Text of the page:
The Firm . Lawsuit: Companies engaged in human trafficking


Lawsuit: Companies engaged in human trafficking

GALVESTON — A lawsuit filed Wednesday in federal court seeks more than $200 million in damages from companies accused of the human trafficking of Vietnamese laborers to the United States to unknowingly work as indentured servants.

Attorneys Anthony Buzbee and Tammy Tran filed the lawsuit in Galveston federal court to “expose an international human trafficking conspiracy,” the lawsuit claims.

Nine of the 12 men named as plaintiffs live in Galveston County. The others, including 43 unnamed men, reside in Louisiana and Texas.

The lawsuit accuses Hanoi, Vietnam, companies International Investment Trade and Service Group, known as Interserco, and General Automotive Industry Corp. of Vietnam, known as Vinamotors, of engaging in a human trafficking ring with U.S. “co-conspirators,” Coast to Coast Resources and ILP Agency.

Coast to Coast and ILP were sued in March 2009 in Harris County district court after two years of litigation, and an agreed judgment of $60 million was entered, the lawsuit claims.

Workers Sought Welding Jobs

The workers were lured in 2008 by Vietnamese television advertisements, promising $15 per hour welding jobs around the Houston Ship Channel, according to the lawsuit.

“These men were transported nearly 10,000 miles from their homeland and essentially made to work in indentured servitude,” Buzbee said in a statement.

In exchange for 30 months of employment, the workers paid a fee from $7,000 to $15,000, the lawsuit claims.

To afford the venture, the workers provided the defendants a deed of trust to their homes, the lawsuit claims. The workers received receipts, and the director of Vinamotors took pictures with some workers before their departure, the lawsuit states.

Vietnam exports each year 85,000 workers in the construction, fishing and manufacturing industry, generating revenues that exceed $2 billion annually, the lawsuit states.

The defendants are in that business, and both companies are owned, in part, by the Vietnamese government, the lawsuit states.

Living Conditions ‘Deplorable’

Once arriving in the United States, the workers were housed four to a two-bedroom in “rundown, dilapidated” apartments in Pasadena. The uneducated workers were housed like animals in deplorable conditions and treated like indentured servants, the lawsuit claims.

The workers claim their days were filled with hard work and dreary, isolated living.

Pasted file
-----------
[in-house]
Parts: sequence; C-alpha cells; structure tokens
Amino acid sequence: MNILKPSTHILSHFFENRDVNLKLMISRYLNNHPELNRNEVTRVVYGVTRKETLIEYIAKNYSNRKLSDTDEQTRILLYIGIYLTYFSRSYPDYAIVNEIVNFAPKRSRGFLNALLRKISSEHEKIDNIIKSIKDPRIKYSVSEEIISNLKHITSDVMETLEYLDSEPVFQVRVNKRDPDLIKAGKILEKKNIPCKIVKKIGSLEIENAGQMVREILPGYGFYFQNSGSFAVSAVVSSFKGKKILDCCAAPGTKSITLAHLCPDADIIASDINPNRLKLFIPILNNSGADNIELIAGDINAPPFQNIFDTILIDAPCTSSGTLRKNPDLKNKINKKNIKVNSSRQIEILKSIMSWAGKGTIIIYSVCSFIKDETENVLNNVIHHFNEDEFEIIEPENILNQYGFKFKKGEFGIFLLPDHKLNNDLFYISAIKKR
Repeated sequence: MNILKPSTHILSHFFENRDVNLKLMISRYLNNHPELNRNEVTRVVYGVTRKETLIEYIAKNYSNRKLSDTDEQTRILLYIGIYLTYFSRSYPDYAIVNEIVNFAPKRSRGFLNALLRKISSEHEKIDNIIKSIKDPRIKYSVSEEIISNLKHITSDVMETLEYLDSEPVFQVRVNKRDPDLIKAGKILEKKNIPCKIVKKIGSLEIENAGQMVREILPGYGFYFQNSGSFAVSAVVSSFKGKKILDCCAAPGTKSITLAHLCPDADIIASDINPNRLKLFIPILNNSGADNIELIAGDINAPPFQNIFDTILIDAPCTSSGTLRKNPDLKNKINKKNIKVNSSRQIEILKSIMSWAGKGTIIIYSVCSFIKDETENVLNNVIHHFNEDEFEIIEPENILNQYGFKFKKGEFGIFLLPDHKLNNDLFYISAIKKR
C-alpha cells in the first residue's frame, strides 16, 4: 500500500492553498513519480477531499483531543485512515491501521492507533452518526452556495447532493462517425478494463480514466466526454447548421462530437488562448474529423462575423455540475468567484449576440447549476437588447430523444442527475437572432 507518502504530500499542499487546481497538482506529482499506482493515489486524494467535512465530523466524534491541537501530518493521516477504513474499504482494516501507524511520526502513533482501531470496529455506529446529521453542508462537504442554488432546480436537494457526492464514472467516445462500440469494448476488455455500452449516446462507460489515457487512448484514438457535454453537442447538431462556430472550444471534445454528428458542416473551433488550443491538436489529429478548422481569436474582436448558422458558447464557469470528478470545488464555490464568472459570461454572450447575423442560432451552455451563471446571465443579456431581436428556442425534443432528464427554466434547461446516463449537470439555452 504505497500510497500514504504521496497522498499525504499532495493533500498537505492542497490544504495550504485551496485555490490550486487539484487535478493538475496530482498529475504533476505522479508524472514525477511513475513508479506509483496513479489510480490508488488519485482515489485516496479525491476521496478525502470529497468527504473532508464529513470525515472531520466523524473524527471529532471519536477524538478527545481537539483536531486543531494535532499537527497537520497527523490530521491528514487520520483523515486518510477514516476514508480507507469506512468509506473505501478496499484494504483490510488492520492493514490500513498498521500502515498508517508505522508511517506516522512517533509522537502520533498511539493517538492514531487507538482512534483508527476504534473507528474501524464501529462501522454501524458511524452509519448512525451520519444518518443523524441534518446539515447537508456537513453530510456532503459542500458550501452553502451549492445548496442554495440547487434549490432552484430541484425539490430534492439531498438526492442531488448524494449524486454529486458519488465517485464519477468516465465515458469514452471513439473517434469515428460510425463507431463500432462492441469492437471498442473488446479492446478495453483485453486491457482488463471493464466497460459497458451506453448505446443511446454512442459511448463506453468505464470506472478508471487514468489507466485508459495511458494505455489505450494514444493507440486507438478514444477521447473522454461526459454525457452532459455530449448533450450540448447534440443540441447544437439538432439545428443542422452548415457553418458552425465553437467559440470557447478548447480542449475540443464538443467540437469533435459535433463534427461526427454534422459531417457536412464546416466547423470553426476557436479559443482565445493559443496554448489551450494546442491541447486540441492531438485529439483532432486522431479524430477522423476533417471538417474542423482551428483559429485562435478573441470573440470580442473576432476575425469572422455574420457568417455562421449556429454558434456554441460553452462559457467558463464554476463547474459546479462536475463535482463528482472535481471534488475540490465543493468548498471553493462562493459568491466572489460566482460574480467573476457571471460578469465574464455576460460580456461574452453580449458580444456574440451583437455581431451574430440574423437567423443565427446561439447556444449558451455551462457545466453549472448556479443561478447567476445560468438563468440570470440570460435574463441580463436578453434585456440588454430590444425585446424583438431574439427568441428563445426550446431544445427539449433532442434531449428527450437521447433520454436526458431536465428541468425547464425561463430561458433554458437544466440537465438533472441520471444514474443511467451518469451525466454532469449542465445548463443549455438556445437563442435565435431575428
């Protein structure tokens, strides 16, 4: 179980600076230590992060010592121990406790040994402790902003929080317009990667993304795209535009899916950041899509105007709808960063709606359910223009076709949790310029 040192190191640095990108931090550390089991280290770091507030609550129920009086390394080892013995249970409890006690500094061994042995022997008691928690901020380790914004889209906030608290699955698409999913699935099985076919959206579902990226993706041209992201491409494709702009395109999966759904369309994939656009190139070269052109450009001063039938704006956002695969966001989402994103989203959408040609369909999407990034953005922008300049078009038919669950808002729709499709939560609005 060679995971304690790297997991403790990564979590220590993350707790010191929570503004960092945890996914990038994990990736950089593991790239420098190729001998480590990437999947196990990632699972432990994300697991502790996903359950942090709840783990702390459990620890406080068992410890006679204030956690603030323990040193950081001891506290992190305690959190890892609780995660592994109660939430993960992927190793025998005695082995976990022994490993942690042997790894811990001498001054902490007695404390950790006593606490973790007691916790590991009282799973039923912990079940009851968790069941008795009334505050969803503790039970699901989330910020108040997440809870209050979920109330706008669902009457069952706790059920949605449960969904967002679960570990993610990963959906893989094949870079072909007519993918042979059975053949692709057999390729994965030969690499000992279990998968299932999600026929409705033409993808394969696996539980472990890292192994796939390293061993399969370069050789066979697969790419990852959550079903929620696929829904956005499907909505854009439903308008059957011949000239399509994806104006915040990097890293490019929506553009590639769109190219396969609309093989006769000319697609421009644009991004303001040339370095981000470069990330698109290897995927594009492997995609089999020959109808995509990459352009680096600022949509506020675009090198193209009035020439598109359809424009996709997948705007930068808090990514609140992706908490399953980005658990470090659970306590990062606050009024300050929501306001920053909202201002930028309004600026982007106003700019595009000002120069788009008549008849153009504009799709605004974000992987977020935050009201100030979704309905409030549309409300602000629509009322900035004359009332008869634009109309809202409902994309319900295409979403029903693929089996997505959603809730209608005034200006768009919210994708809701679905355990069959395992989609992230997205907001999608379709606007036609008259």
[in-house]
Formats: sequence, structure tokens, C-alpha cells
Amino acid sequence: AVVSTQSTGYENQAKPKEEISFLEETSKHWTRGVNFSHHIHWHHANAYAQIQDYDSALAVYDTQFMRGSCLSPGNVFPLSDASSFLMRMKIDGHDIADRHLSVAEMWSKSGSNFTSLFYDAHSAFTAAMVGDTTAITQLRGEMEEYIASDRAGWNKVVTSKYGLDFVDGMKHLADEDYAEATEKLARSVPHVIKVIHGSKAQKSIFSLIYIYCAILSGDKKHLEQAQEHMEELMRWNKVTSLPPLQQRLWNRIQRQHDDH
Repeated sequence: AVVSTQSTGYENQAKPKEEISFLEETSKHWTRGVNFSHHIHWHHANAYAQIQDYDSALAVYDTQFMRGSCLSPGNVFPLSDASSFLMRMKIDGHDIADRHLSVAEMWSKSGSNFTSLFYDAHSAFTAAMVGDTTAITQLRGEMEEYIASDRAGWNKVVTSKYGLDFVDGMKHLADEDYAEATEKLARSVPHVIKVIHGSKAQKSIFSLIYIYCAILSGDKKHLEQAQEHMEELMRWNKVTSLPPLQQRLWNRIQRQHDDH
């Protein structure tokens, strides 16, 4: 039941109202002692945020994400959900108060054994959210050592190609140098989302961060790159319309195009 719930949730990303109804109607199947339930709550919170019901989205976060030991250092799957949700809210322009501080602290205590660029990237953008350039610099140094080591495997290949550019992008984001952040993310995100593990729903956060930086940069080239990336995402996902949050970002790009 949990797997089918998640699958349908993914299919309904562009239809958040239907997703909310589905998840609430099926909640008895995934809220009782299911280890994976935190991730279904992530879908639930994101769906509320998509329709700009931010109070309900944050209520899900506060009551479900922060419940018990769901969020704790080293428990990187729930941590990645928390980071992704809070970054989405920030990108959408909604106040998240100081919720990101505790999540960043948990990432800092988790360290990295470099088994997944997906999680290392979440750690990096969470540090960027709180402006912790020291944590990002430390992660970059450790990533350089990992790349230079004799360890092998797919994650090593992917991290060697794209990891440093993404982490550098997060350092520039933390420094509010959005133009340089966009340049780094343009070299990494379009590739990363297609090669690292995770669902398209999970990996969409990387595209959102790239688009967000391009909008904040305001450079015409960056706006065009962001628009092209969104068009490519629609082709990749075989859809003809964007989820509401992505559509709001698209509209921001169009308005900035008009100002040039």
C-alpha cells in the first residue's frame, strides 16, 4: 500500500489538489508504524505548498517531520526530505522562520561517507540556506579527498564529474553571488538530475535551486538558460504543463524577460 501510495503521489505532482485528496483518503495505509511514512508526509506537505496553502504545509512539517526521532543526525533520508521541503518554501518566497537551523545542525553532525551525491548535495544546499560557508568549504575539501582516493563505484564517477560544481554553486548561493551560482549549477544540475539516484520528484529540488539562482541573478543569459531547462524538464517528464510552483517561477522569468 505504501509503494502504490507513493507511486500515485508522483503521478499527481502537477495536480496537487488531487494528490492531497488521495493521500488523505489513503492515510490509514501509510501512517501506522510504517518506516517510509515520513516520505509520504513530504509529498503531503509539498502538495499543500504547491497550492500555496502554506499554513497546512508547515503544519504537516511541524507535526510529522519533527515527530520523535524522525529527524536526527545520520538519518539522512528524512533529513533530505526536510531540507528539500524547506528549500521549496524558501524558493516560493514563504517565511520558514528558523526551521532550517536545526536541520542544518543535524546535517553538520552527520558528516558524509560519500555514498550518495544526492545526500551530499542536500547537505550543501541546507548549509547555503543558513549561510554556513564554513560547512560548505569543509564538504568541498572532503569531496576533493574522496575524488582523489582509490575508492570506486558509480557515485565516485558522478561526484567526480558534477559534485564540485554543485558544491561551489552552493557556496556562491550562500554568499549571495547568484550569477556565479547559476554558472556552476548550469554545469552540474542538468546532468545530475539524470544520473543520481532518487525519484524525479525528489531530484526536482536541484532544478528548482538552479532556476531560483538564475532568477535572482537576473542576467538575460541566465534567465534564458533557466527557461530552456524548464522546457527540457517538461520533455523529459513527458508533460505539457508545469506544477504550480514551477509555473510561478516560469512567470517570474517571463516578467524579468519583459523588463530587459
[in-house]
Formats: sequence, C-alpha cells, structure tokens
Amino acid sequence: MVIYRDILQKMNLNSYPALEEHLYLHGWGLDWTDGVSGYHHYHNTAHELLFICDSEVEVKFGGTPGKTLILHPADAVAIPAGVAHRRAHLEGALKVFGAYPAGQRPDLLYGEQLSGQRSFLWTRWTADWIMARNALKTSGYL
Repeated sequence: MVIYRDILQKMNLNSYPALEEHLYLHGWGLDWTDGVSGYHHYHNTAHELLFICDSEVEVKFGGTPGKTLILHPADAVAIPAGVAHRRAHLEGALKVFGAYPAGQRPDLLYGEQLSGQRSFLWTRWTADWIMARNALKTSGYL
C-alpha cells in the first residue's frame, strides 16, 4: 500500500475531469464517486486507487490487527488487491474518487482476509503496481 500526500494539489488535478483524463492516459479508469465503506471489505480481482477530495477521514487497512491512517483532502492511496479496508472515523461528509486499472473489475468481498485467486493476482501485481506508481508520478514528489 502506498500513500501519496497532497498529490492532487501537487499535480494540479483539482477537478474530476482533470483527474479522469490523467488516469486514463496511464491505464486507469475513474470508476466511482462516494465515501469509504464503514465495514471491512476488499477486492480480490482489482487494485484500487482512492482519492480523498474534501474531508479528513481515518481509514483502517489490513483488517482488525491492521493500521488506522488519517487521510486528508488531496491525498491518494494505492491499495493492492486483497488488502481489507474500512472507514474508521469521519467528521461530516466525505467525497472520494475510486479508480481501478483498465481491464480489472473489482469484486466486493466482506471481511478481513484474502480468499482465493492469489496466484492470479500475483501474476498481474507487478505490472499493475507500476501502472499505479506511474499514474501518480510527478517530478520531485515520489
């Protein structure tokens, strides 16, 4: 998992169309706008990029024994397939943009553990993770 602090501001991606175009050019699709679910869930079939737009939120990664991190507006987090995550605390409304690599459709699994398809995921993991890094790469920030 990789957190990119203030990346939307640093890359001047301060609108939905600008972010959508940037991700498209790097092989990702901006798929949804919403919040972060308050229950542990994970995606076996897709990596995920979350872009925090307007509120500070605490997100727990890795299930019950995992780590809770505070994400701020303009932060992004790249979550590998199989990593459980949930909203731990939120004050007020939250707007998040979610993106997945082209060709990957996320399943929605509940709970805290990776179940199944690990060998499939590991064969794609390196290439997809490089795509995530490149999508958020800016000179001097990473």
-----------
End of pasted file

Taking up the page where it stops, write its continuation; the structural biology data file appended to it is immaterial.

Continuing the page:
A driver, who didn’t speak Vietnamese, took them to work and to the grocery store. They had little contact with anyone else and were threatened with arrest or violence if they spoke with outsiders, the lawsuit claims.

The week of Feb. 23, 2009, the workers were eight months on the job when they were fired. The workers were told to pack their belongings for a return flight to Vietnam. The workers weren’t able to recoup their down payments and expenses or make money for their families.

The defendants also replaced the workers with “a new set of hopeful, unsuspecting laborers,” the lawsuit claims.

Buzbee seeks $100 million each in punitive and exemplary damages and other fees on allegations the plaintiffs violated the Trafficking Victims Protection Reauthorization Act of 2005, the 13th Amendment to the U.S. Constitution, the Alien Torts Claims Act and other federal and state laws.

Buzbee Urges Criminal Probe

Angela Dodge, a spokeswoman for the U.S. Attorney’s Office in Houston, when reached Wednesday afternoon by phone, had no immediate comment on whether there was a criminal investigation into the allegations.

Special Agent Shauna A. Dunlap, a spokeswoman for the Houston office of the FBI, said the agency couldn’t comment on the pending lawsuit and that the agency’s policy is to neither confirm nor deny the existence of an investigation.

“We hope they look into the matter, but I’ve found that private litigation rights more wrongs than the criminal justice (system) can ever address,” Buzbee told The Daily News via email.

Meanwhile, the Vietnamese workers seek to stay in the United States and are working on their visa issues with assistance from the South Texas College of Law, Buzbee said.

“We have been able to get them housing and foodstuffs from the generosity of donors,” Buzbee said. “This case makes the Vietnamese government nervous, and it should.”


Chris Paschenko
Galveston Daily News
April 14, 2011
Galveston, Texas